We will first introduce the notion of recursive partitions through a hypothetical dataset. It is apparent that the earlier approach of the linear models changes in an entirely different way with the functioning of the recursive partitions. Recursive partitioning depends upon the type of problem we have in hand. We develop a regression tree for the regression problem when the output is a continuous variable, as in the linear models. If the output is a binary variable, we develop a classification tree. A regression tree is first created by using the rpart function from the rpart package. A very raw R program is created, which clearly explains the unfolding of a regression tree. A similar effort is repeated for the classification tree. In the final section of this article, a classification tree is created for the German credit data problem along with the use of ROC curves for understanding the model performance. The approach in this article will be on the following lines:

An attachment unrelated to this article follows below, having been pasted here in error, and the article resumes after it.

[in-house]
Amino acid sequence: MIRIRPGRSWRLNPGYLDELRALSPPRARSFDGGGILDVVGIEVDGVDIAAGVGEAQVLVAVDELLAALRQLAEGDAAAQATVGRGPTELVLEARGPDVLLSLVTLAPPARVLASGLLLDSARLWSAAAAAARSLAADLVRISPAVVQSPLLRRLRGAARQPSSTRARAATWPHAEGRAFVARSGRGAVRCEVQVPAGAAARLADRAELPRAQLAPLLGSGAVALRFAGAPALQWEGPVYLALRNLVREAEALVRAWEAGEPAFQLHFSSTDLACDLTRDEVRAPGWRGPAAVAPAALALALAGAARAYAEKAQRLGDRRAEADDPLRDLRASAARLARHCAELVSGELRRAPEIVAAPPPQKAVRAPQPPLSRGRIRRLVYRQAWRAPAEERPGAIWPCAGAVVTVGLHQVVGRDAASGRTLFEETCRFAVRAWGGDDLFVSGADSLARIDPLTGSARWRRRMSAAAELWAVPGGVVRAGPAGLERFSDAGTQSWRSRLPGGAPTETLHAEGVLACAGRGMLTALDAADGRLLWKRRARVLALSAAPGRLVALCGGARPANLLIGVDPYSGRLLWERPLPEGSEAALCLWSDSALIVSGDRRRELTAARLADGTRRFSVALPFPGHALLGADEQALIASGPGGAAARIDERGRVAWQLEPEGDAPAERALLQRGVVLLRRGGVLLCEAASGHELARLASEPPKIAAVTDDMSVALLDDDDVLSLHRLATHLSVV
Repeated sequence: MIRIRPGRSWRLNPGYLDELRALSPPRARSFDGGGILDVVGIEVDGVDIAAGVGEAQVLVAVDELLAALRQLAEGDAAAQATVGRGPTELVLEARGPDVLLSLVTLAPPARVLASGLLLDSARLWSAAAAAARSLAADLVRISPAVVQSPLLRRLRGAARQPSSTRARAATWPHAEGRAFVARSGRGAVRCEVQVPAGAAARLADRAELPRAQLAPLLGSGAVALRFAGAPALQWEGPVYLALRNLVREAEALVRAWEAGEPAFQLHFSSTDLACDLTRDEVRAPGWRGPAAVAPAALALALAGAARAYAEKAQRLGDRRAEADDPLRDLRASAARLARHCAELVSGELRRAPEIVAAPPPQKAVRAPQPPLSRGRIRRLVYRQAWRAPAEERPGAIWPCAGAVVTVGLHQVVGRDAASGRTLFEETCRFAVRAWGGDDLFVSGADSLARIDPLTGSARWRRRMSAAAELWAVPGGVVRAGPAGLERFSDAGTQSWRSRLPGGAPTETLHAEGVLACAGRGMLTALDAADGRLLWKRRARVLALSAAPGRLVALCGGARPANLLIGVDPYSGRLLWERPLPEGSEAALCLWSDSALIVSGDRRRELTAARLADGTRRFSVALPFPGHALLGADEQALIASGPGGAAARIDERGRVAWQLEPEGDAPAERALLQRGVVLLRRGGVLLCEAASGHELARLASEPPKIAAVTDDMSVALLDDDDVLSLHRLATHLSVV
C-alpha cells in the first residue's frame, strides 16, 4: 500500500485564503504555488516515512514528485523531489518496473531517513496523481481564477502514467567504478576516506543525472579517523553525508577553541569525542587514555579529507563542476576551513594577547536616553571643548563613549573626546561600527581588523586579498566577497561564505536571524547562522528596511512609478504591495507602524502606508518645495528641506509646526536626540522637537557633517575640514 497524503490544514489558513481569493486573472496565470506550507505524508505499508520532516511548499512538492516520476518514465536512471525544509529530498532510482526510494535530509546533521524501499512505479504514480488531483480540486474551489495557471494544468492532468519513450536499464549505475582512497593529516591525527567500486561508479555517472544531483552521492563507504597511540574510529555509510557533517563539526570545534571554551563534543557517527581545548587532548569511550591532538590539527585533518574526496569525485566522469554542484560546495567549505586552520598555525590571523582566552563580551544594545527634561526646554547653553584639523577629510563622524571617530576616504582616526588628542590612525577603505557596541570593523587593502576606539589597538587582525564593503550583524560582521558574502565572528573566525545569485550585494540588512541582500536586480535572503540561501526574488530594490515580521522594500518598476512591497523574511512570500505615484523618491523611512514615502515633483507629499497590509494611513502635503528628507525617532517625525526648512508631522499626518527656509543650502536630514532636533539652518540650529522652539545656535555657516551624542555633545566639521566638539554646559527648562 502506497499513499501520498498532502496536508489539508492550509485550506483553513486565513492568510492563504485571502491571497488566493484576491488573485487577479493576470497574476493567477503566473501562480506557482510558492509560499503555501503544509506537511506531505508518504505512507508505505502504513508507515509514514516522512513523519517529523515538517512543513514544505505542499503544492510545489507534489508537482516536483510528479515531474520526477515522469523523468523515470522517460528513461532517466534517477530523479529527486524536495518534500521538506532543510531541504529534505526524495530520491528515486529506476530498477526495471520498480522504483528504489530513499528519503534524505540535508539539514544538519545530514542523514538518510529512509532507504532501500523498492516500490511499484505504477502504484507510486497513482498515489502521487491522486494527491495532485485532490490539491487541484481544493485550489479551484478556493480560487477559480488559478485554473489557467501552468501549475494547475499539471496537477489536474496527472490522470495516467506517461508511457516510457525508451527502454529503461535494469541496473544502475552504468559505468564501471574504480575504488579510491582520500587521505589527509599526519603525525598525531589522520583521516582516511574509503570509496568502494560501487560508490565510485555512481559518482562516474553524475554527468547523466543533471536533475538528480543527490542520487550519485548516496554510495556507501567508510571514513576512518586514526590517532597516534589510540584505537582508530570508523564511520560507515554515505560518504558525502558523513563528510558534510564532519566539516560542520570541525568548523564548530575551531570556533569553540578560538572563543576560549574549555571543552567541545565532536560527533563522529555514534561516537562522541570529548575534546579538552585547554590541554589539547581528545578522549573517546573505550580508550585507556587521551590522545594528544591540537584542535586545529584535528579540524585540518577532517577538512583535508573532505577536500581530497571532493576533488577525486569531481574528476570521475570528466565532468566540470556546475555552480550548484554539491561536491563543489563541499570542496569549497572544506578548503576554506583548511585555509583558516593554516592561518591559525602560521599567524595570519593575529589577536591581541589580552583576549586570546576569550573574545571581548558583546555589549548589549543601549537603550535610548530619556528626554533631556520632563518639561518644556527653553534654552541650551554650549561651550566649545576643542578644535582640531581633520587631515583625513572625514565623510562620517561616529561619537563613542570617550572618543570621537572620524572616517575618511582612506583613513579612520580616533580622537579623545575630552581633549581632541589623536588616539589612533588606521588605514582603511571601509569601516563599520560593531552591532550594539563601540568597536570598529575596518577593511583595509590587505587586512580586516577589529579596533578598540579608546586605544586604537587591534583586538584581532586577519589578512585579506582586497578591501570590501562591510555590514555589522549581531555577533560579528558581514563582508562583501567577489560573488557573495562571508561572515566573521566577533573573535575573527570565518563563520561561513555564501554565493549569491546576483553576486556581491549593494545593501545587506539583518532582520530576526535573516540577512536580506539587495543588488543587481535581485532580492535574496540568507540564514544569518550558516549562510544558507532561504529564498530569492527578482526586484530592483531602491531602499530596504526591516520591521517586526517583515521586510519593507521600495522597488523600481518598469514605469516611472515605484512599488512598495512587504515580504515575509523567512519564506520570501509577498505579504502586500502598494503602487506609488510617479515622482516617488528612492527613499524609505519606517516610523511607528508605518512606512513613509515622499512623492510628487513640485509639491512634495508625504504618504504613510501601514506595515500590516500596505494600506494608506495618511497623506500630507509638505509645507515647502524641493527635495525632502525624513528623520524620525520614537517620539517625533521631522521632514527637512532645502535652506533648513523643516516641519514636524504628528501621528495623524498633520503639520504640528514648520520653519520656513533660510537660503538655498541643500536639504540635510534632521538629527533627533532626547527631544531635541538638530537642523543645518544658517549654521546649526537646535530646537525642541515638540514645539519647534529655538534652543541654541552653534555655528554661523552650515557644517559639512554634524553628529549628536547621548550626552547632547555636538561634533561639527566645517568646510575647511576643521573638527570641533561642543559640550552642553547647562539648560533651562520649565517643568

- Understanding the basis of recursive partitions and the general CART.
- Construction of a regression tree
- Construction of a classification tree
- Application of a classification tree to the German credit data problem
- The finer aspects of CART
In this article by Andrew Plue, author of Microsoft System Center 2012 Endpoint Protection Cookbook, we will cover:
- Locating and interrupting client-side SCEP logs
- Performing manual definition updates and checking definition version
- Manually editing local SCEP policy using the user interface
- Utilizing MpCmdRun.exe
Read Client-Side Endpoint Protection Tasks in Microsoft SCEP 2012 in full